Naadir Tharpe pushed through a doorway, emerging into a front lobby at Gallagher-Iba Arena. The time pushed past 11:30 p.m on Wednesday night. Decked out in a sweat suit and a backward hat, he carried a large pizza in one arm and tried to maneuver through a crowd of fans.
He didn’t make it far. A young girl wanted a photo. The pizza would have to wait.
Nearly 30 minutes earlier, Tharpe had swished an off-balance jumper with 16.5 seconds left, helping the ninth-ranked Kansas Jayhawks escape town with a hard-earned 68-67 victory over No. 14 Oklahoma State in double overtime.
The victory had pulled Kansas (22-4 and 10-3 in the Big 12) even with Kansas State atop the Big 12 standings, and avenged a home loss to Oklahoma State on Feb. 2 at Allen Fieldhouse. It was also just prologue for this postgame scene, away from the stunned silence of a packed arena.
“That’s the biggest play you’ve ever made in your life,” Kansas coach Bill Self would say, standing in front of his reserve point guard.
“And it was,” Self would say later.
By the end, Tharpe’s shot was the decisive moment in a night full of drama, a game that struck the balance of epic and ugly. There had been 23 lead changes and 16 ties, marquee players fouling out, and title implications on the line. It was, in the instant sense, a Big 12 classic.
“It’s a huge win for conference implications,” Self said. “I really thought that Oklahoma State had the best path. And for us … I’m not saying we couldn’t have won it.
“Maybe (we) could have got a piece of it with some help. But now, we still probably have the toughest road, but we’re still in the game.”
The teams had played even for the first half — 26-26 — and then again in the second. Oklahoma State had a chance to win it on the last play of a regulation, but freshman guard Marcus Smart was stone-walled by KU center Jeff Withey on a high ball screen. Kansas then had a chance to win it at the end of the first overtime, but senior Travis Releford couldn’t convert on a driving runner.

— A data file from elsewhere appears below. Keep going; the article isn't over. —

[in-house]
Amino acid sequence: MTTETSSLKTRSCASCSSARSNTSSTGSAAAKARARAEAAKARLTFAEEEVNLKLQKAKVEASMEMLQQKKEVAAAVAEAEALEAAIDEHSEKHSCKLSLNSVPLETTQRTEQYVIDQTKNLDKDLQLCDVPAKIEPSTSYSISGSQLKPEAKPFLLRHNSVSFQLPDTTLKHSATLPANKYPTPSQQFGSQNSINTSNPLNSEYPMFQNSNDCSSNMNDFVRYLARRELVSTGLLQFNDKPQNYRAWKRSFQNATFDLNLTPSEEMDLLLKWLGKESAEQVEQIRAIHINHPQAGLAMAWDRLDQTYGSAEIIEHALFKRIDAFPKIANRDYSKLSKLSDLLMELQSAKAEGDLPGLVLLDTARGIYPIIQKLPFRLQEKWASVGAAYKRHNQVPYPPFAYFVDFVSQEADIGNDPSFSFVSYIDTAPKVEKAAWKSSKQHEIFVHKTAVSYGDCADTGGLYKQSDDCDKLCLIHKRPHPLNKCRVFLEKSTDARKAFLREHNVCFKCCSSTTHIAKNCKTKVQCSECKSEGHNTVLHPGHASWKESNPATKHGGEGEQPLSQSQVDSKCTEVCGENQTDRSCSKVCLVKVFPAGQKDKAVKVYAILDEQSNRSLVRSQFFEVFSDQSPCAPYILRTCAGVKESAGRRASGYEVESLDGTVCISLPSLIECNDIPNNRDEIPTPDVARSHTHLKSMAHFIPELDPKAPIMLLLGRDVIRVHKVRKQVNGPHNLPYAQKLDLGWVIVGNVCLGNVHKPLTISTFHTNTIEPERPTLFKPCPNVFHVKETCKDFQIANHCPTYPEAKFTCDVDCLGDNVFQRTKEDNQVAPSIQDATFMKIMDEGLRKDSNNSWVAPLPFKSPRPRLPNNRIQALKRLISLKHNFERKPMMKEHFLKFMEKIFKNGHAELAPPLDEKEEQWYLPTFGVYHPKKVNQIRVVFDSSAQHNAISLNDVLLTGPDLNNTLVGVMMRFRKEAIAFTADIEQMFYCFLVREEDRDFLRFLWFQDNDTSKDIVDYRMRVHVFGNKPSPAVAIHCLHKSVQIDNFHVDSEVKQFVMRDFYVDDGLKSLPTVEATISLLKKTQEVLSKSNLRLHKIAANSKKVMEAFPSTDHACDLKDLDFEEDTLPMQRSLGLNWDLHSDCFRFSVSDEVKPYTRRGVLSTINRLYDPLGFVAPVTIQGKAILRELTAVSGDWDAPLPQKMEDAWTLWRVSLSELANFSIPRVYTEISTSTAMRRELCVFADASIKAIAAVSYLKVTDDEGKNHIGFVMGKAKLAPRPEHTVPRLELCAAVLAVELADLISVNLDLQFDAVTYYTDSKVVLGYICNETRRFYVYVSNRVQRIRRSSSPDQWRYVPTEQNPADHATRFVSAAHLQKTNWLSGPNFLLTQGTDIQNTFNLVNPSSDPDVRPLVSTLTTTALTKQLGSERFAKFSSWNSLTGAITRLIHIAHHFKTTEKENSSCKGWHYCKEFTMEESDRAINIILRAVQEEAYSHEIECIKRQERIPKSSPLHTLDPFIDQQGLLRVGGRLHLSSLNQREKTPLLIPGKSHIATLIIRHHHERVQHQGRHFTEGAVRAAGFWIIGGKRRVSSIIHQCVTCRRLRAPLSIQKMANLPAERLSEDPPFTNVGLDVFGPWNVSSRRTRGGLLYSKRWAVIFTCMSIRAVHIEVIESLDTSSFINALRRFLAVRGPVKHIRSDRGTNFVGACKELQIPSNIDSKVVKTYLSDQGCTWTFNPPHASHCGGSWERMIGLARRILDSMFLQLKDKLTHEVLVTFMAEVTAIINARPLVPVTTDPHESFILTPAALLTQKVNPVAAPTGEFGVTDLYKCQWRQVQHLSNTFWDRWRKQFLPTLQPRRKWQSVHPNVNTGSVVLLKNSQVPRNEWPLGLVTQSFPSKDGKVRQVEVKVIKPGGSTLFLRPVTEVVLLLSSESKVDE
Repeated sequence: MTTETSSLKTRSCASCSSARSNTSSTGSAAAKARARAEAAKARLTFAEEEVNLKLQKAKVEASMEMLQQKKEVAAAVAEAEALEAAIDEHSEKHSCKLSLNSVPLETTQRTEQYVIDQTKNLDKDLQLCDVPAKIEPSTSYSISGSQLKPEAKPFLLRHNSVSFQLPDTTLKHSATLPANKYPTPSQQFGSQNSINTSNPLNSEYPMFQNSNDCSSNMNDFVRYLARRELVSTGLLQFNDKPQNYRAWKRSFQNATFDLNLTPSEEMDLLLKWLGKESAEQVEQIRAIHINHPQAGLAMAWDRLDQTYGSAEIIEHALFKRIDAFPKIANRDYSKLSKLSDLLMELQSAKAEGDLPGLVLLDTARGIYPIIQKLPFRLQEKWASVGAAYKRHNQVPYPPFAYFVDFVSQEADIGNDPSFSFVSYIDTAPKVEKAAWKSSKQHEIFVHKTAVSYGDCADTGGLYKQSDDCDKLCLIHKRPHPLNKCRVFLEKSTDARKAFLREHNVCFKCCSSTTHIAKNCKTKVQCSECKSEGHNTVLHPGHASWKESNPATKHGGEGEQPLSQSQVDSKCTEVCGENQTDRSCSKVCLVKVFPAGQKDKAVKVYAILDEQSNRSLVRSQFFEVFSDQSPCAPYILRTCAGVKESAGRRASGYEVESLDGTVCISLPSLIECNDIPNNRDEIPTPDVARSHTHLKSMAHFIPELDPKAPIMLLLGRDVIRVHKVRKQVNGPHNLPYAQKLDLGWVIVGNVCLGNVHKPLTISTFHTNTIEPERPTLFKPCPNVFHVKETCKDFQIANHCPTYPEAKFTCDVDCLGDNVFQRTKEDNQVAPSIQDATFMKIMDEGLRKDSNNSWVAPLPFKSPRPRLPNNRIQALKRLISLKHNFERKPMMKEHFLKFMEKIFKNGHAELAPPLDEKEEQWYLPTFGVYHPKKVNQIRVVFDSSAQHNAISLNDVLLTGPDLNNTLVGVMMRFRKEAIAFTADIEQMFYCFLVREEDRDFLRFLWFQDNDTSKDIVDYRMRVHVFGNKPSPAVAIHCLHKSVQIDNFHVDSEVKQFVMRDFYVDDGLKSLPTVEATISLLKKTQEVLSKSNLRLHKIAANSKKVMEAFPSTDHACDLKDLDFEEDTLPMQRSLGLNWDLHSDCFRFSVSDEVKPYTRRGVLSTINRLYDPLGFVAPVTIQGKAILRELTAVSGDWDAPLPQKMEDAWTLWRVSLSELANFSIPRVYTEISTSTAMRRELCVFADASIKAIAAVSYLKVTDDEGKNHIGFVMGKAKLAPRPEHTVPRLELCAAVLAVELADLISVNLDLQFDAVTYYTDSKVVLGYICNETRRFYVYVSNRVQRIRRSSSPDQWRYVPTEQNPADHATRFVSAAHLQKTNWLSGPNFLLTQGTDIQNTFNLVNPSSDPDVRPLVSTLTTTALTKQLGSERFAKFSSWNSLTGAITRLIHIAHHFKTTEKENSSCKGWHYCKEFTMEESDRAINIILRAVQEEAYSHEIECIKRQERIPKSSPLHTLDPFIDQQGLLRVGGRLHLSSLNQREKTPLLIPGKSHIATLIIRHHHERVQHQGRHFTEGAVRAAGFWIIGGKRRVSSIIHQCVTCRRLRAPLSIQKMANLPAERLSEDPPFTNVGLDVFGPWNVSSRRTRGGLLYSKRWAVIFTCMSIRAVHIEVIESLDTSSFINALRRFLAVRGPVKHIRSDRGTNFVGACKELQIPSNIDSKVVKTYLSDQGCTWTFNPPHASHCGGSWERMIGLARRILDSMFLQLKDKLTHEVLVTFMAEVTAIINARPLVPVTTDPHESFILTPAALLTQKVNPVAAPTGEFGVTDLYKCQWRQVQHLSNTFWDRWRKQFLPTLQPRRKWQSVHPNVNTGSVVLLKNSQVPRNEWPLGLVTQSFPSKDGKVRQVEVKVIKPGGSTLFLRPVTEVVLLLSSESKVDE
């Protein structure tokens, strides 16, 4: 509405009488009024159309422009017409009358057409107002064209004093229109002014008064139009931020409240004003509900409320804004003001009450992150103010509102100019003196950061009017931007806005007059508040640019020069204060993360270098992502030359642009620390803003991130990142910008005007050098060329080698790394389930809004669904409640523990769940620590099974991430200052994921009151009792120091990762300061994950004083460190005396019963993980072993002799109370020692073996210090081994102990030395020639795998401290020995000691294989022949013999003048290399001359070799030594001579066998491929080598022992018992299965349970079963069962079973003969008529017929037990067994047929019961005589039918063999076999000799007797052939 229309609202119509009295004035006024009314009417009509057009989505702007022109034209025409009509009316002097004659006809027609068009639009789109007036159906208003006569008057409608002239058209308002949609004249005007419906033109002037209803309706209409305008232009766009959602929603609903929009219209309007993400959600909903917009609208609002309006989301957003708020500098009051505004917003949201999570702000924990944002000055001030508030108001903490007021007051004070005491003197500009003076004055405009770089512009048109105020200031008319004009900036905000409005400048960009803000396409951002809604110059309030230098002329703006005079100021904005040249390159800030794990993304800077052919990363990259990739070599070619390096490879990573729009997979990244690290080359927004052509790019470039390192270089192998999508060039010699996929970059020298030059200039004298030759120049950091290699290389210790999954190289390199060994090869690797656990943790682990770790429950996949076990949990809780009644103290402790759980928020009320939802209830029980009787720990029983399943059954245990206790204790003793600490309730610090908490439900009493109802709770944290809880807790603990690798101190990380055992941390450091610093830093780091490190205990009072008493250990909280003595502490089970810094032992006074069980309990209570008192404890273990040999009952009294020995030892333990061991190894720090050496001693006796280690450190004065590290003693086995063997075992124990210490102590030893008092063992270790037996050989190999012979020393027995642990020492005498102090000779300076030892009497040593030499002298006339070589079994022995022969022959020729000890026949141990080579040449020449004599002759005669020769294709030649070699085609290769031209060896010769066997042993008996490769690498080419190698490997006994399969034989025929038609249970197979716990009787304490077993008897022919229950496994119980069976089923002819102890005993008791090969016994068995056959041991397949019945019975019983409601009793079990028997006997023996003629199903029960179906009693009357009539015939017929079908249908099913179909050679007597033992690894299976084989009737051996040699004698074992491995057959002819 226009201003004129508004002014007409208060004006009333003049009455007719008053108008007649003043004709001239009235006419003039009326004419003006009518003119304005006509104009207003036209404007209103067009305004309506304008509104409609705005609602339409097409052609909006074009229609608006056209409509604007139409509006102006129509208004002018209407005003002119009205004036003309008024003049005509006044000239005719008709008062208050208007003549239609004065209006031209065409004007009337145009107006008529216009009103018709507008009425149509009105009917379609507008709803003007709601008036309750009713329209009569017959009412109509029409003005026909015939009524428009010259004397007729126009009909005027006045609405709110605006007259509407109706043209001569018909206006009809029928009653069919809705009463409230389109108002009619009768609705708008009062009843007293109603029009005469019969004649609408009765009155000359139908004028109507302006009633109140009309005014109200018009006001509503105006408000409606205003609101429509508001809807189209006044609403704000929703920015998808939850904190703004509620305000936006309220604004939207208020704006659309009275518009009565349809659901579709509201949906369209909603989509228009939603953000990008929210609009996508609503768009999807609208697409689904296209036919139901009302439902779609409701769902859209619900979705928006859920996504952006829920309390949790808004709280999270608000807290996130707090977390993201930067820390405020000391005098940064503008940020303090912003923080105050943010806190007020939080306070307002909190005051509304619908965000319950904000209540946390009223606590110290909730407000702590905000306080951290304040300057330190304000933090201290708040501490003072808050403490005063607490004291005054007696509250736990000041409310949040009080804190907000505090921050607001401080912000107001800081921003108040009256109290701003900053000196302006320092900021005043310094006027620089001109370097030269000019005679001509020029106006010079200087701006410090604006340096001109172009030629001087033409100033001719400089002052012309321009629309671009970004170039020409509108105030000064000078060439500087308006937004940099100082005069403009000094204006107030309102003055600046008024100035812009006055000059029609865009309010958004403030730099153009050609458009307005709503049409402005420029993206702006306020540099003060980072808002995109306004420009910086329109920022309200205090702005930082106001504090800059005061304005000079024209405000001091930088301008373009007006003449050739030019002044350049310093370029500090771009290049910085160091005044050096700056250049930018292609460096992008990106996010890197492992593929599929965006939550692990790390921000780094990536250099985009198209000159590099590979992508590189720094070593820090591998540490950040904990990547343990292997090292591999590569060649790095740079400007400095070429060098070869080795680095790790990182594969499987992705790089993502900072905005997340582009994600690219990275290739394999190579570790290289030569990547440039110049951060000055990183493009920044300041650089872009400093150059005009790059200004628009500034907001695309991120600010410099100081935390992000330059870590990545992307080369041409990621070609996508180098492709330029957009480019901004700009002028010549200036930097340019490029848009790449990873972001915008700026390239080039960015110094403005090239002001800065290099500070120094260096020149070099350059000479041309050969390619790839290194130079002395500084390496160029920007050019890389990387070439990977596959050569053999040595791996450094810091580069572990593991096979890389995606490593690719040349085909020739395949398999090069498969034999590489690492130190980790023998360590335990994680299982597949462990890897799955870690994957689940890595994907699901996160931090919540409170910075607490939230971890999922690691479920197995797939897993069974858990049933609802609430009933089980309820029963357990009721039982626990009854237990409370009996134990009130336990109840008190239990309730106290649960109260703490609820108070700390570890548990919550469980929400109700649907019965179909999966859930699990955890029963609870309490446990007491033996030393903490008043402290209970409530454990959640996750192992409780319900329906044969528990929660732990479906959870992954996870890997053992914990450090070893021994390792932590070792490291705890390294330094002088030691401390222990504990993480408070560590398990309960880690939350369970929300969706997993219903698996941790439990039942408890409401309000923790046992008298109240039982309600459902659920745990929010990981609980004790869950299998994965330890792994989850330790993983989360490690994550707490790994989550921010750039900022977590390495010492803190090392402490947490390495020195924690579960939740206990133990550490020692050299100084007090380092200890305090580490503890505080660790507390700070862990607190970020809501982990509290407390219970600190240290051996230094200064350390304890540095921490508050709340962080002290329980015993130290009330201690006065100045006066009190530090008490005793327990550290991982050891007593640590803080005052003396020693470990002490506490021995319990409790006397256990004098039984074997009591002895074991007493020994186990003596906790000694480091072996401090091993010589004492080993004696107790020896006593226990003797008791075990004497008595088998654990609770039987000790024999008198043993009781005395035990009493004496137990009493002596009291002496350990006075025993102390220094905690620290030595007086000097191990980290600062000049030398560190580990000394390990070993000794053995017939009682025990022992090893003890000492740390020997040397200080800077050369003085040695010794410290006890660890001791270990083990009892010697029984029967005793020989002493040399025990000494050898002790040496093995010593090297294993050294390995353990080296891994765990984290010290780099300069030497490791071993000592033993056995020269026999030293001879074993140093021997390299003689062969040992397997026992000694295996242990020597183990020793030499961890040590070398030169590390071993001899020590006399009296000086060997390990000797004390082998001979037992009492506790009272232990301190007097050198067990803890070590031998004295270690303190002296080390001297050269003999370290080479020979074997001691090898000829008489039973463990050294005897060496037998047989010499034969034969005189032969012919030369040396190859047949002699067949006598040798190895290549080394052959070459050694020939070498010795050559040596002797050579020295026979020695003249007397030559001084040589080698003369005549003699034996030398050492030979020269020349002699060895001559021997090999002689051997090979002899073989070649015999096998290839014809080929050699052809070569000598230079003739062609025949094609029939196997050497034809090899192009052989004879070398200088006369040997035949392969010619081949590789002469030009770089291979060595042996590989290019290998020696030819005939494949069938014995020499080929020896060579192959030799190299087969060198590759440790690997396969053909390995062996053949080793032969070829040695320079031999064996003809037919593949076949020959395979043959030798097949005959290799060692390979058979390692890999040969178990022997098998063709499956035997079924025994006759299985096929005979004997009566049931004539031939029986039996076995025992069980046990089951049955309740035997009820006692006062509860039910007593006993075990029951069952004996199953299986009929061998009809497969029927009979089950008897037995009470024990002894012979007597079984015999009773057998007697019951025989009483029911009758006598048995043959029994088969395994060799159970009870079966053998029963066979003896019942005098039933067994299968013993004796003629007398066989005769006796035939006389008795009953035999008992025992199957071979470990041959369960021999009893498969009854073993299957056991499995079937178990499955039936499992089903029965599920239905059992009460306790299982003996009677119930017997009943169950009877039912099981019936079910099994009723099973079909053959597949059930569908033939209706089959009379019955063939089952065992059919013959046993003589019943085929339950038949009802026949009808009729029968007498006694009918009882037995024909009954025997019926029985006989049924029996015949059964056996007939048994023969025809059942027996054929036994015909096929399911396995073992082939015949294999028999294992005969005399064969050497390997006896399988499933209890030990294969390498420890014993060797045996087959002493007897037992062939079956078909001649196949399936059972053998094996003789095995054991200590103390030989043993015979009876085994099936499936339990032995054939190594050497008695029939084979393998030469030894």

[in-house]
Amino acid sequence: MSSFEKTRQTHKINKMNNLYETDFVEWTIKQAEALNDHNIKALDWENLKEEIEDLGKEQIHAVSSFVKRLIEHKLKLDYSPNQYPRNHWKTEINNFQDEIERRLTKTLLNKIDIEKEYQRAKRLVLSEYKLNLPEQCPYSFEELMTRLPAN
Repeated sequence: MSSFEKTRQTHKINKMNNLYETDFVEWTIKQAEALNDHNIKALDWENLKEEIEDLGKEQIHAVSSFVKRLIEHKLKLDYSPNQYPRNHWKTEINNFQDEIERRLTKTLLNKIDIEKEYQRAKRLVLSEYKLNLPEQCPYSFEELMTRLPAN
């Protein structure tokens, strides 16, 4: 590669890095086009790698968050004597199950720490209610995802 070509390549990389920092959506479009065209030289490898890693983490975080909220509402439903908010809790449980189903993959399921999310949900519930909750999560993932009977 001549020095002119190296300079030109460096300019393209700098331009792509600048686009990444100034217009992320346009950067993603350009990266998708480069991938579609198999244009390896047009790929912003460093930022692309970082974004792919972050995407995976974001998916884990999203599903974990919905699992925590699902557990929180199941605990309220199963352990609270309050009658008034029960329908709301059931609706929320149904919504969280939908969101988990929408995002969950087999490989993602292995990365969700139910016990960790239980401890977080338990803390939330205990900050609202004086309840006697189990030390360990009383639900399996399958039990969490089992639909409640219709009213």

Then came the second overtime. KU senior guard Elijah Johnson had fouled out, and Smart (16 points) would soon join him on the sideline with five fouls.
If the Jayhawks were winning, they’re going to ride with Tharpe, a sophomore guard who had hit just one of his first 10 shots. Kansas had also not made a field goal in either of the overtimes, and leading scorer Ben McLemore could not get open, now they were down 67-66 with the clock inside 30 seconds.
“We didn’t really have anything going,” Self said.
The Jayhawks called “flat,” a play to clear the lane and isolate one guard at the top of the key.
“It’s usually not Naadir,” Self said.
With the clock counting down inside 20, Tharpe moved to his left, before spinning back toward his right on defender Phil Forte. He needed one more dribble, but he already had the space.
“I missed some easy shots early in the game,” Tharpe said,” and just as soon as I went up … in my hand, I felt it was good.”
Moments later, Oklahoma State’s Markel Brown missed a jumper on the other end, and Releford, who finished with a game-high 18 points, made a smart play to shovel the ball back down court as the buzzer sounded.
“He made a ton of heads-up plays,” Self said
If the prevailing attitude around the country is that the Big 12 is down this season — an idea Self wholly disputes — this night was supposed to reject that sentiment. This was a battle of top-15 teams, speckled with future first-round picks, played in a venue that touts its history in big black lettering: Historic Gallagher-Iba Arena.
There’s still high-level basketball being played in Middle America, even if it can be slow, and physical, and muddy. It certainly was a difference scene from the Jayhawks’ loss to Oklahoma State in Lawrence.
That was a beautiful affair, a back-and-forth day punctuated with celebratory back flips from Smart on Naismith Court. The Jayhawks, including Releford, made it clear earlier this week that the back flip didn’t exactly sit right. And Self was clear that the Jayhawks should come to Stillwater with payback on their minds.
“They got us at home,” said McLemore, who was limited to just seven points on three-of-12 shooting. “And we got them at home. So it’s a great win on the road.”
When it was over, Tharpe walked slowly through the lobby at Gallagher-Iba. The Jayhawks were hustling to beat the impending winter storm that was set to rock the Midwest. But Tharpe stopped for a moment, an unassuming figure amongst the crowd.
“A lot of people tell me it’s a big-time shot,” Tharpe said. “I’m still disappointed in previous plays. But at the end of the day, we won the game. That’s what we came here to do.”